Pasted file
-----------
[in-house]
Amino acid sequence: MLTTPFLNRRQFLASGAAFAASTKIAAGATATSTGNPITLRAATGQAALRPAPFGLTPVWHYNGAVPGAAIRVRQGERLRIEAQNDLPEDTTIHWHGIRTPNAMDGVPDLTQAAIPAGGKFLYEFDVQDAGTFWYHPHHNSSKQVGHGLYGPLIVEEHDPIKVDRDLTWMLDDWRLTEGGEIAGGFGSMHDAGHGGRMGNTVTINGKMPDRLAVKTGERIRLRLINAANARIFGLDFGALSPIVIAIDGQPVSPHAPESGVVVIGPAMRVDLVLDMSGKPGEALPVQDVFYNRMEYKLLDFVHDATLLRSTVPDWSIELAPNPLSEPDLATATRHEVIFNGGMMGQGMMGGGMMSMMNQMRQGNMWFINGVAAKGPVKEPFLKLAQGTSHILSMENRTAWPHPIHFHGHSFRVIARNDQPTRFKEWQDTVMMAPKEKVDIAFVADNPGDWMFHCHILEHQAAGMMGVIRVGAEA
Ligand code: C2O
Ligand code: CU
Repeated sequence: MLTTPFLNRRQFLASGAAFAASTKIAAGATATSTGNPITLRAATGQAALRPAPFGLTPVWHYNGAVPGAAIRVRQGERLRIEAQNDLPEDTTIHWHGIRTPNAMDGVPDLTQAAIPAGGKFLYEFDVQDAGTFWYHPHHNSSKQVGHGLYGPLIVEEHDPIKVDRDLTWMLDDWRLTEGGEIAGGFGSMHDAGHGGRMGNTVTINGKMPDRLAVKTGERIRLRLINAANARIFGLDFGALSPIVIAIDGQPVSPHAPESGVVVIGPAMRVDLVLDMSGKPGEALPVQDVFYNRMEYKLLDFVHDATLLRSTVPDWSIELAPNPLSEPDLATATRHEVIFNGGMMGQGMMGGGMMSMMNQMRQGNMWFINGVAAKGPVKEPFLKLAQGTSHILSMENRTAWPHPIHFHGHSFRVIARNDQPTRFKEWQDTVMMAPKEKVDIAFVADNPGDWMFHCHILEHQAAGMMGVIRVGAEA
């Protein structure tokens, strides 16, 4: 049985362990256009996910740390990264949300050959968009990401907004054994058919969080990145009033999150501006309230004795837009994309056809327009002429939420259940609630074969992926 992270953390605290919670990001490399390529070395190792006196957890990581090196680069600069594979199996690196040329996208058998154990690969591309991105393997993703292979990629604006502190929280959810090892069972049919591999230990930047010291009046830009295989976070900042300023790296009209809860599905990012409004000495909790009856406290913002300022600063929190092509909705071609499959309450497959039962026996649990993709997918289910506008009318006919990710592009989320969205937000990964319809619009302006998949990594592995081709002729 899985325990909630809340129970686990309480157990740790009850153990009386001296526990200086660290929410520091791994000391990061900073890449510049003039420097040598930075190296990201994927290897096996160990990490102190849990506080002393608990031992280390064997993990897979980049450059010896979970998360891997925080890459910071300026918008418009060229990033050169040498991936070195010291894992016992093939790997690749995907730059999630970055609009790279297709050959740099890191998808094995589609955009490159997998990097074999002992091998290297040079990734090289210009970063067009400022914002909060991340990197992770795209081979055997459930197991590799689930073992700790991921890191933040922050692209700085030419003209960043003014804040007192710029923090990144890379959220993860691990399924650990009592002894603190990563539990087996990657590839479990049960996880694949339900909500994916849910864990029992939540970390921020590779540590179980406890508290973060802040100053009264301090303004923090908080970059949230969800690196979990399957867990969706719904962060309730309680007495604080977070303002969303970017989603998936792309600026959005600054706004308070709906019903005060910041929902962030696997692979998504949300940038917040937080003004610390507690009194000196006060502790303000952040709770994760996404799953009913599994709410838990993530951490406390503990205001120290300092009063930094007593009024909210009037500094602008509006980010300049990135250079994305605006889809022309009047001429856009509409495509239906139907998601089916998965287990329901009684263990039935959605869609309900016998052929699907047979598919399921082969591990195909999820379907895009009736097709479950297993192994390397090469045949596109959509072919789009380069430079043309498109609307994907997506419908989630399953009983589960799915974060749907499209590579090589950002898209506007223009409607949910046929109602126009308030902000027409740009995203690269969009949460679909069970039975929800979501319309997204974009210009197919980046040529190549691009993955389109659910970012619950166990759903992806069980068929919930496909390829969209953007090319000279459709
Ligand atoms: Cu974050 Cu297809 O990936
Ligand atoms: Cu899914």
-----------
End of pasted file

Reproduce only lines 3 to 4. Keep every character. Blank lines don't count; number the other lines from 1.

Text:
Ligand code: C2O
Ligand code: CU